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‘Five Broken Cameras’ brings West Bank human-rights abuses to light

With this film, many people will now have the opportunity to hear a side of the story that has previously been inaccessible to them.

On Jan. 10 the Academy Awards nominated the film “Five Broken Cameras” for Best Documentary of 2012. The film chronicles the growth of Emad Burnat’s youngest son in the Palestinian village of Bil’in in Israeli Occupied West Bank. Burnat, a founder of the Palestinian resistance organization “Bil’in Popular Committee Against the Wall and Settlements,” points his camera not only toward his child, but at the ever increasingly violent Israeli Defense Forces (IDF) as they confiscate village land in order to build the Annexation Wall and expand the nearby Jewish-only settlements.

I hope Minnesotans will see this film and its documentation of the multiple injustices endured by Palestinians in villages like Bil’in.

The construction of the wall (declared illegal by the International Court of Justice in 2004) expropriated 2,300 dunums (one dunum is about one quarter of an acre) of agricultural land from the village, and although the Israeli Supreme Court, in a rare victory for the Palestinians, declared in 2007 that the wall should be moved, the construction has continued and considerable village property has been confiscated. Bil’in now faces what many Palestinian villages in the West Bank face: complete devastation of the local economy, lack of access to their land and water resources, and military incursions and raids in their village.

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The Popular Committee was formed to protest against these injustices and the entire village protests weekly in non-violent and wonderfully creative ways. Some of these creative demonstrations have included dressing as the Avatar film characters, the Na’vi, dressing as Gandhi, Martin Luther King, Jr. and Nelson Mandela, and putting themselves into cages in the paths of the bulldozers. Earlier this month, residents of Bil’in played an instrumental role in creating the tent city of Bab el Shams (Gate of the Sun, from the novel of the same name by Elias Khoury). The tent city protest arose as Palestinians tried to reclaim land that Israel is in the process of confiscating. The IDF violently attacked the tent city and several protesters had to be hospitalized.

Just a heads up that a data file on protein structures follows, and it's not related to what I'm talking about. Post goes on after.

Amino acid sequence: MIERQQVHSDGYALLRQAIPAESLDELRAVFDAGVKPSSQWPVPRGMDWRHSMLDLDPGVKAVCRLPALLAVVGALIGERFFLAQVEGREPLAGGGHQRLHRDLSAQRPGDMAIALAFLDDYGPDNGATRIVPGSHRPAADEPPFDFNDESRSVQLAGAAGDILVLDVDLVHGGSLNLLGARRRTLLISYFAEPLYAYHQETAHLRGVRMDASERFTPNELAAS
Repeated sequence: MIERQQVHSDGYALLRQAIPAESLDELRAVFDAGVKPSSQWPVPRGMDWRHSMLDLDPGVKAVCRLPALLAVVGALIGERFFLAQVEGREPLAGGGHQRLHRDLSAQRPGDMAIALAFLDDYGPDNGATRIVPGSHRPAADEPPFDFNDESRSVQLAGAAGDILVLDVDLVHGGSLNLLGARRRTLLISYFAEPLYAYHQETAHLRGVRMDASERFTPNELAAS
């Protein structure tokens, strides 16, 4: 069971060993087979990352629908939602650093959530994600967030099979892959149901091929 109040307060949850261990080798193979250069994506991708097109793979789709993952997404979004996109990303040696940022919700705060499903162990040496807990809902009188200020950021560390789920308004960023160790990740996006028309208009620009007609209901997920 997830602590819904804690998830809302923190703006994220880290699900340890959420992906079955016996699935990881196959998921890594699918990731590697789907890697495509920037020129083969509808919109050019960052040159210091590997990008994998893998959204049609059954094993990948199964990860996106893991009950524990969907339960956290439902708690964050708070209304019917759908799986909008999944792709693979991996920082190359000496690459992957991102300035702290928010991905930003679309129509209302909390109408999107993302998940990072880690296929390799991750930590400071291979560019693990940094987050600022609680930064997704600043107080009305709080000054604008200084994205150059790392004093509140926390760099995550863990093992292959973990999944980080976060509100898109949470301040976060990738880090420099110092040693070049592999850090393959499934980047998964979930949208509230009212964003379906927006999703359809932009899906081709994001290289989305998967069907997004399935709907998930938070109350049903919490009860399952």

Non-violent demonstrators injured or killed

The Popular Committee demonstrations have been non-violent, yet they have been met with extreme violence on the part of the IDF. At least two demonstrators were killed (siblings Bassem and Jawaher Abu Rahma), one with a tear gas canister fired directly at his chest at close range, and another from tear-gas inhalation. Many demonstrators have been seriously injured and many others have been arrested, including children as young as 11 years old.

A report by the human-rights group Defence of Children International includes descriptions about the treatment of these children in custody, including not allowing access to lawyers or their parents and forcing them to sign “confessions” written in Hebrew, a language that they do not understand.

Emad Burnat documented all of these events in his film. Naturally, the IDF, unhappy that their actions were being documented, broke five of his cameras. That his film has been nominated for an Academy Award is wonderful news to people who are trying to educate Americans about Israeli human-rights abuses. Whether the film wins in this category or not, it is now known far and wide, and many people will now have the opportunity to hear a side of the story that has previously been inaccessible to them.

Presentations in Minnesota

Recently Emad Burnat’s brother Iyad visited Minnesota to give several presentations in conjunction with a nationwide education tour about the Bil’in Popular Committee. His stops in Minnesota were coordinated by Minnesota Break the Bonds Campaign (MN BBC), a group of human-rights activists. MN BBC, along with Bil’in Popular Committee Against the Wall and Settlements and 25 other individuals and organizations, had filed a lawsuit against the State Board of Investment (SBI), which has invested public taxpayer and pension funds in Israel Bonds. These bonds are used for (among other projects) illegal settlement construction, bypass road construction (highways constructed in the occupied West Bank which only Israelis can use), and the annexation wall.

These projects are all illegal according to international law (the Fourth Geneva Convention), and they have been acknowledged as illegal by the U.S. State Department. Under Article VI of the U.S. Constitution, treaties signed and ratified by the Federal Government are the law of the land. Therefore, Minnesota, by funding these illegal projects, is aiding and abetting illegal activity.

Minnesotans should understand their role in depriving Palestinians of their human rights. Confiscating land and denying basic freedoms are not activities that moral and ethical people can support, and I believe that Minnesotans are moral and ethical. The movie “Five Broken Cameras” will be available soon for viewing, and all are encouraged to watch it, learn from it, and then become active in stopping the abuses that are portrayed.

Sylvia Schwarz is an engineer living in St. Paul and a Core Team member of Minnesota Break the Bonds Campaign.


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